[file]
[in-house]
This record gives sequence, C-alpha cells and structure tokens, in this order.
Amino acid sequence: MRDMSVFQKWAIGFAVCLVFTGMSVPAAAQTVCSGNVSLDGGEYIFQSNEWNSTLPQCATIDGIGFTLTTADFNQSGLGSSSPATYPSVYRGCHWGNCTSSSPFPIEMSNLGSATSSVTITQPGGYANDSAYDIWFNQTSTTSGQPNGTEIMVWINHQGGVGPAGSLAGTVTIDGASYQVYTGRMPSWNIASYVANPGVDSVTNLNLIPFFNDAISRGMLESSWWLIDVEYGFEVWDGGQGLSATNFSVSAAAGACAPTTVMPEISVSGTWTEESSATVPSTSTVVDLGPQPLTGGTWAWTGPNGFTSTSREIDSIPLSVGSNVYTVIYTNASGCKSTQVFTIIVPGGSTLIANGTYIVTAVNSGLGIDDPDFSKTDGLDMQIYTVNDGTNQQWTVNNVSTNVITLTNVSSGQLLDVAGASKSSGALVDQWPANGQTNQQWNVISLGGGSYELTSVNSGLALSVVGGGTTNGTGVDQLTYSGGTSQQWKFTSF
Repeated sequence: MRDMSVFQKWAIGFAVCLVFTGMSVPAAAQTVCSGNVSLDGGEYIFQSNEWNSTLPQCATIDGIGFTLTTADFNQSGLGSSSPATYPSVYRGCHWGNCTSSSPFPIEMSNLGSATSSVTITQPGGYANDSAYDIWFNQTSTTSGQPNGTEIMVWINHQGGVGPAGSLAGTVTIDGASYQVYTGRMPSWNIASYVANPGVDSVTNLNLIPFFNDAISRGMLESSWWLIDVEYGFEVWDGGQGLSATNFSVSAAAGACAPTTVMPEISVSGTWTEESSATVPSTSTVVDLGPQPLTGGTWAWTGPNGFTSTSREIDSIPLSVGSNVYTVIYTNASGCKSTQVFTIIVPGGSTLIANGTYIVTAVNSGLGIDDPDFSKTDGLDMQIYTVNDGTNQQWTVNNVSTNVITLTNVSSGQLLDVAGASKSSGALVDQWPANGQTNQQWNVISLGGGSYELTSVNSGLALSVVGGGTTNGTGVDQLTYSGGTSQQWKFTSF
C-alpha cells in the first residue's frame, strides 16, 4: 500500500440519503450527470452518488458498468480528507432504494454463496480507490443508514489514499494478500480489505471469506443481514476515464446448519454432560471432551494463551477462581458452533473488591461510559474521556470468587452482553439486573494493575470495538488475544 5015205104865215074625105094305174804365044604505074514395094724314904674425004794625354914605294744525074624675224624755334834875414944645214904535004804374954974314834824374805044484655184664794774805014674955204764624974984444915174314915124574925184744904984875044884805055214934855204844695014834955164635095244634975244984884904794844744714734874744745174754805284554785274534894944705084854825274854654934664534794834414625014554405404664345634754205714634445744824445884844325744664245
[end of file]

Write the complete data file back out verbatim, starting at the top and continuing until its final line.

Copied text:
[in-house]
This record gives sequence, C-alpha cells and structure tokens, in this order.
Amino acid sequence: MRDMSVFQKWAIGFAVCLVFTGMSVPAAAQTVCSGNVSLDGGEYIFQSNEWNSTLPQCATIDGIGFTLTTADFNQSGLGSSSPATYPSVYRGCHWGNCTSSSPFPIEMSNLGSATSSVTITQPGGYANDSAYDIWFNQTSTTSGQPNGTEIMVWINHQGGVGPAGSLAGTVTIDGASYQVYTGRMPSWNIASYVANPGVDSVTNLNLIPFFNDAISRGMLESSWWLIDVEYGFEVWDGGQGLSATNFSVSAAAGACAPTTVMPEISVSGTWTEESSATVPSTSTVVDLGPQPLTGGTWAWTGPNGFTSTSREIDSIPLSVGSNVYTVIYTNASGCKSTQVFTIIVPGGSTLIANGTYIVTAVNSGLGIDDPDFSKTDGLDMQIYTVNDGTNQQWTVNNVSTNVITLTNVSSGQLLDVAGASKSSGALVDQWPANGQTNQQWNVISLGGGSYELTSVNSGLALSVVGGGTTNGTGVDQLTYSGGTSQQWKFTSF
Repeated sequence: MRDMSVFQKWAIGFAVCLVFTGMSVPAAAQTVCSGNVSLDGGEYIFQSNEWNSTLPQCATIDGIGFTLTTADFNQSGLGSSSPATYPSVYRGCHWGNCTSSSPFPIEMSNLGSATSSVTITQPGGYANDSAYDIWFNQTSTTSGQPNGTEIMVWINHQGGVGPAGSLAGTVTIDGASYQVYTGRMPSWNIASYVANPGVDSVTNLNLIPFFNDAISRGMLESSWWLIDVEYGFEVWDGGQGLSATNFSVSAAAGACAPTTVMPEISVSGTWTEESSATVPSTSTVVDLGPQPLTGGTWAWTGPNGFTSTSREIDSIPLSVGSNVYTVIYTNASGCKSTQVFTIIVPGGSTLIANGTYIVTAVNSGLGIDDPDFSKTDGLDMQIYTVNDGTNQQWTVNNVSTNVITLTNVSSGQLLDVAGASKSSGALVDQWPANGQTNQQWNVISLGGGSYELTSVNSGLALSVVGGGTTNGTGVDQLTYSGGTSQQWKFTSF
C-alpha cells in the first residue's frame, strides 16, 4: 500500500440519503450527470452518488458498468480528507432504494454463496480507490443508514489514499494478500480489505471469506443481514476515464446448519454432560471432551494463551477462581458452533473488591461510559474521556470468587452482553439486573494493575470495538488475544 5015205104865215074625105094305174804365044604505074514395094724314904674425004794625354914605294744525074624675224624755334834875414944645214904535004804374954974314834824374805044484655184664794774805014674955204764624974984444915174314915124574925184744904984875044884805055214934855204844695014834955164635095244634975244984884904794844744714734874744745174754805284554785274534894944705084854825274854654934664534794834414625014554405404664345634754205714634445744824445884844325744664245